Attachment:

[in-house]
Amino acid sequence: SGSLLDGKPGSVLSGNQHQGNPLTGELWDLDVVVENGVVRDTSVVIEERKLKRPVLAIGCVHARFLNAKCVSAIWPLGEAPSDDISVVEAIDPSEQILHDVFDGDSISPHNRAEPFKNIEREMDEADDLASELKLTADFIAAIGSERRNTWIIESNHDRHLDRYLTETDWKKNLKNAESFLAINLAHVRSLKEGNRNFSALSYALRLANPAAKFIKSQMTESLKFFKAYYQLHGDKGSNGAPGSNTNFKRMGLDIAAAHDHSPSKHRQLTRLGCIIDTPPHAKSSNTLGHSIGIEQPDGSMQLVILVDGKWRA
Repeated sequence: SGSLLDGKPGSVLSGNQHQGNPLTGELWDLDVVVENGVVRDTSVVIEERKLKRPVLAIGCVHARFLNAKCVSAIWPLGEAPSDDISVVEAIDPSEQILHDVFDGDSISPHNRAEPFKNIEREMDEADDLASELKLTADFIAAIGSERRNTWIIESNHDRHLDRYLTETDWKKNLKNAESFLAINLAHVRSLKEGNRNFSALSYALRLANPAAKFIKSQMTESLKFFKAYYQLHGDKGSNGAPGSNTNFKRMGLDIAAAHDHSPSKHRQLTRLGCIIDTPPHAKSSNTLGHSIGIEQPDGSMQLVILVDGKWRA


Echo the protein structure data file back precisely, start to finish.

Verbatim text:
[in-house]
Amino acid sequence: SGSLLDGKPGSVLSGNQHQGNPLTGELWDLDVVVENGVVRDTSVVIEERKLKRPVLAIGCVHARFLNAKCVSAIWPLGEAPSDDISVVEAIDPSEQILHDVFDGDSISPHNRAEPFKNIEREMDEADDLASELKLTADFIAAIGSERRNTWIIESNHDRHLDRYLTETDWKKNLKNAESFLAINLAHVRSLKEGNRNFSALSYALRLANPAAKFIKSQMTESLKFFKAYYQLHGDKGSNGAPGSNTNFKRMGLDIAAAHDHSPSKHRQLTRLGCIIDTPPHAKSSNTLGHSIGIEQPDGSMQLVILVDGKWRA
Repeated sequence: SGSLLDGKPGSVLSGNQHQGNPLTGELWDLDVVVENGVVRDTSVVIEERKLKRPVLAIGCVHARFLNAKCVSAIWPLGEAPSDDISVVEAIDPSEQILHDVFDGDSISPHNRAEPFKNIEREMDEADDLASELKLTADFIAAIGSERRNTWIIESNHDRHLDRYLTETDWKKNLKNAESFLAINLAHVRSLKEGNRNFSALSYALRLANPAAKFIKSQMTESLKFFKAYYQLHGDKGSNGAPGSNTNFKRMGLDIAAAHDHSPSKHRQLTRLGCIIDTPPHAKSSNTLGHSIGIEQPDGSMQLVILVDGKWRA